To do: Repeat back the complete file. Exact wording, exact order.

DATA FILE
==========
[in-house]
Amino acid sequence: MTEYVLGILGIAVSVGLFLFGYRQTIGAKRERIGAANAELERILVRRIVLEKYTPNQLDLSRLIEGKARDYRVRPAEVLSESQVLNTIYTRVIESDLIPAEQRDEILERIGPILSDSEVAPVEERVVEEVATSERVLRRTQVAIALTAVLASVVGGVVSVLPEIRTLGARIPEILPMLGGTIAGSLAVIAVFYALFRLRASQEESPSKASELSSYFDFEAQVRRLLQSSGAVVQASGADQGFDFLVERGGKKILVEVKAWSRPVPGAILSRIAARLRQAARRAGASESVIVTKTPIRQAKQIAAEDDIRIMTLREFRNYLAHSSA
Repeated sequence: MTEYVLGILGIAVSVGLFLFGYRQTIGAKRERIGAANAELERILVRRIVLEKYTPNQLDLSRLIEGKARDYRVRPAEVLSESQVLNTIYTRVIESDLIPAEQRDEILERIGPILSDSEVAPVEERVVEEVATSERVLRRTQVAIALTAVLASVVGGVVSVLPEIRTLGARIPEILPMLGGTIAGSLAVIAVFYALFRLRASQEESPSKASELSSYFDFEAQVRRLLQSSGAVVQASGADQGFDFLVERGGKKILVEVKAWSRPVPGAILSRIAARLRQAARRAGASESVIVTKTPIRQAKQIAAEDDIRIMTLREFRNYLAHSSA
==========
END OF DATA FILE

[in-house]
Amino acid sequence: MTEYVLGILGIAVSVGLFLFGYRQTIGAKRERIGAANAELERILVRRIVLEKYTPNQLDLSRLIEGKARDYRVRPAEVLSESQVLNTIYTRVIESDLIPAEQRDEILERIGPILSDSEVAPVEERVVEEVATSERVLRRTQVAIALTAVLASVVGGVVSVLPEIRTLGARIPEILPMLGGTIAGSLAVIAVFYALFRLRASQEESPSKASELSSYFDFEAQVRRLLQSSGAVVQASGADQGFDFLVERGGKKILVEVKAWSRPVPGAILSRIAARLRQAARRAGASESVIVTKTPIRQAKQIAAEDDIRIMTLREFRNYLAHSSA
Repeated sequence: MTEYVLGILGIAVSVGLFLFGYRQTIGAKRERIGAANAELERILVRRIVLEKYTPNQLDLSRLIEGKARDYRVRPAEVLSESQVLNTIYTRVIESDLIPAEQRDEILERIGPILSDSEVAPVEERVVEEVATSERVLRRTQVAIALTAVLASVVGGVVSVLPEIRTLGARIPEILPMLGGTIAGSLAVIAVFYALFRLRASQEESPSKASELSSYFDFEAQVRRLLQSSGAVVQASGADQGFDFLVERGGKKILVEVKAWSRPVPGAILSRIAARLRQAARRAGASESVIVTKTPIRQAKQIAAEDDIRIMTLREFRNYLAHSSA